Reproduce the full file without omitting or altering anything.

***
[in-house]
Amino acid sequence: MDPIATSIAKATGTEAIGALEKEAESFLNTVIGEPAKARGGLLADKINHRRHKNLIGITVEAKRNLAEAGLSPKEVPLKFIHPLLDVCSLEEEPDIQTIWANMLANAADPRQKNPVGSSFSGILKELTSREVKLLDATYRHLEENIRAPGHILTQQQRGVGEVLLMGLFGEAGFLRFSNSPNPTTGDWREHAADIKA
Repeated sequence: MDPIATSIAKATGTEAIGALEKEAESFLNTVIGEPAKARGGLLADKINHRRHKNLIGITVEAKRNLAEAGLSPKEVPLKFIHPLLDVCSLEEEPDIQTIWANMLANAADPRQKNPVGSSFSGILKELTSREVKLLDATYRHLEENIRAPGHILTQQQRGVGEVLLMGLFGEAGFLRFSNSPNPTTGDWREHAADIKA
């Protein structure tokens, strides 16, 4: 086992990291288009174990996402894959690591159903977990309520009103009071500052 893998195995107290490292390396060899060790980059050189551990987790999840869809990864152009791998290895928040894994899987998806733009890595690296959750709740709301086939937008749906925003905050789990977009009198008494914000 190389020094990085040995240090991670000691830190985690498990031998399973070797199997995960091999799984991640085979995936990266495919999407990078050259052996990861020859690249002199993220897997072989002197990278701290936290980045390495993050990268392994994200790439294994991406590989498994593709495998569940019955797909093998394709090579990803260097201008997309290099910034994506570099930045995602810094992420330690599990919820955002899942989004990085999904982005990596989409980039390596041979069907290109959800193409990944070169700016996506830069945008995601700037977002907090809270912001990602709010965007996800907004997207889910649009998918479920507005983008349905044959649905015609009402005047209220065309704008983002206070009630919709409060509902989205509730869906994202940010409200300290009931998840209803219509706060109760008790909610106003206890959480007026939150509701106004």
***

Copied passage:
[in-house]
Amino acid sequence: MDPIATSIAKATGTEAIGALEKEAESFLNTVIGEPAKARGGLLADKINHRRHKNLIGITVEAKRNLAEAGLSPKEVPLKFIHPLLDVCSLEEEPDIQTIWANMLANAADPRQKNPVGSSFSGILKELTSREVKLLDATYRHLEENIRAPGHILTQQQRGVGEVLLMGLFGEAGFLRFSNSPNPTTGDWREHAADIKA
Repeated sequence: MDPIATSIAKATGTEAIGALEKEAESFLNTVIGEPAKARGGLLADKINHRRHKNLIGITVEAKRNLAEAGLSPKEVPLKFIHPLLDVCSLEEEPDIQTIWANMLANAADPRQKNPVGSSFSGILKELTSREVKLLDATYRHLEENIRAPGHILTQQQRGVGEVLLMGLFGEAGFLRFSNSPNPTTGDWREHAADIKA
């Protein structure tokens, strides 16, 4: 086992990291288009174990996402894959690591159903977990309520009103009071500052 893998195995107290490292390396060899060790980059050189551990987790999840869809990864152009791998290895928040894994899987998806733009890595690296959750709740709301086939937008749906925003905050789990977009009198008494914000 190389020094990085040995240090991670000691830190985690498990031998399973070797199997995960091999799984991640085979995936990266495919999407990078050259052996990861020859690249002199993220897997072989002197990278701290936290980045390495993050990268392994994200790439294994991406590989498994593709495998569940019955797909093998394709090579990803260097201008997309290099910034994506570099930045995602810094992420330690599990919820955002899942989004990085999904982005990596989409980039390596041979069907290109959800193409990944070169700016996506830069945008995601700037977002907090809270912001990602709010965007996800907004997207889910649009998918479920507005983008349905044959649905015609009402005047209220065309704008983002206070009630919709409060509902989205509730869906994202940010409200300290009931998840209803219509706060109760008790909610106003206890959480007026939150509701106004």